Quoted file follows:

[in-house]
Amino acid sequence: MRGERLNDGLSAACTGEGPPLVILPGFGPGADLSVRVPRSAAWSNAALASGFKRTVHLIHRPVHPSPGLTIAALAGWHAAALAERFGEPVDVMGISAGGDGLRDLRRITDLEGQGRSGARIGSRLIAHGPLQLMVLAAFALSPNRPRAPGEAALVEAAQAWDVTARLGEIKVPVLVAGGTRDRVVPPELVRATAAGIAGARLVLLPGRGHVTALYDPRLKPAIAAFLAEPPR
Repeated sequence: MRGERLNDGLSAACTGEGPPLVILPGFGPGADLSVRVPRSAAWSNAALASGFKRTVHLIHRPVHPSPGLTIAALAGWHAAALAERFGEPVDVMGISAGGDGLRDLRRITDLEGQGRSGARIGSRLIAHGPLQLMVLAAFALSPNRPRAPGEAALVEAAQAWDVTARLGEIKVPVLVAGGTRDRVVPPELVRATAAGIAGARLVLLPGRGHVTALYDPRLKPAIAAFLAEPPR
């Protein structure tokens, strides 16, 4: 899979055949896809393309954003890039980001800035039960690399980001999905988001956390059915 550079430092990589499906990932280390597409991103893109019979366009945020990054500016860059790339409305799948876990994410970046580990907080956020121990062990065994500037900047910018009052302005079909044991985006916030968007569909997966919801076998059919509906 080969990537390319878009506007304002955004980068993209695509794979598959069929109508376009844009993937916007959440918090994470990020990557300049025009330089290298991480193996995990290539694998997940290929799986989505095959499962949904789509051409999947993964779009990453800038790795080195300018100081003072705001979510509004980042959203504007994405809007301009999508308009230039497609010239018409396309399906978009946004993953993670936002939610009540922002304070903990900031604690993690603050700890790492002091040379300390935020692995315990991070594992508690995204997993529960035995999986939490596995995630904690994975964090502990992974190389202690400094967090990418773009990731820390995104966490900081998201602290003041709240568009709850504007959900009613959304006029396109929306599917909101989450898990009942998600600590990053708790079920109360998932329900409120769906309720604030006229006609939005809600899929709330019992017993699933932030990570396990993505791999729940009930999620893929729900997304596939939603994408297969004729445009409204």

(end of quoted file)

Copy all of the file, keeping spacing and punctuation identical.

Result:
[in-house]
Amino acid sequence: MRGERLNDGLSAACTGEGPPLVILPGFGPGADLSVRVPRSAAWSNAALASGFKRTVHLIHRPVHPSPGLTIAALAGWHAAALAERFGEPVDVMGISAGGDGLRDLRRITDLEGQGRSGARIGSRLIAHGPLQLMVLAAFALSPNRPRAPGEAALVEAAQAWDVTARLGEIKVPVLVAGGTRDRVVPPELVRATAAGIAGARLVLLPGRGHVTALYDPRLKPAIAAFLAEPPR
Repeated sequence: MRGERLNDGLSAACTGEGPPLVILPGFGPGADLSVRVPRSAAWSNAALASGFKRTVHLIHRPVHPSPGLTIAALAGWHAAALAERFGEPVDVMGISAGGDGLRDLRRITDLEGQGRSGARIGSRLIAHGPLQLMVLAAFALSPNRPRAPGEAALVEAAQAWDVTARLGEIKVPVLVAGGTRDRVVPPELVRATAAGIAGARLVLLPGRGHVTALYDPRLKPAIAAFLAEPPR
């Protein structure tokens, strides 16, 4: 899979055949896809393309954003890039980001800035039960690399980001999905988001956390059915 550079430092990589499906990932280390597409991103893109019979366009945020990054500016860059790339409305799948876990994410970046580990907080956020121990062990065994500037900047910018009052302005079909044991985006916030968007569909997966919801076998059919509906 080969990537390319878009506007304002955004980068993209695509794979598959069929109508376009844009993937916007959440918090994470990020990557300049025009330089290298991480193996995990290539694998997940290929799986989505095959499962949904789509051409999947993964779009990453800038790795080195300018100081003072705001979510509004980042959203504007994405809007301009999508308009230039497609010239018409396309399906978009946004993953993670936002939610009540922002304070903990900031604690993690603050700890790492002091040379300390935020692995315990991070594992508690995204997993529960035995999986939490596995995630904690994975964090502990992974190389202690400094967090990418773009990731820390995104966490900081998201602290003041709240568009709850504007959900009613959304006029396109929306599917909101989450898990009942998600600590990053708790079920109360998932329900409120769906309720604030006229006609939005809600899929709330019992017993699933932030990570396990993505791999729940009930999620893929729900997304596939939603994408297969004729445009409204």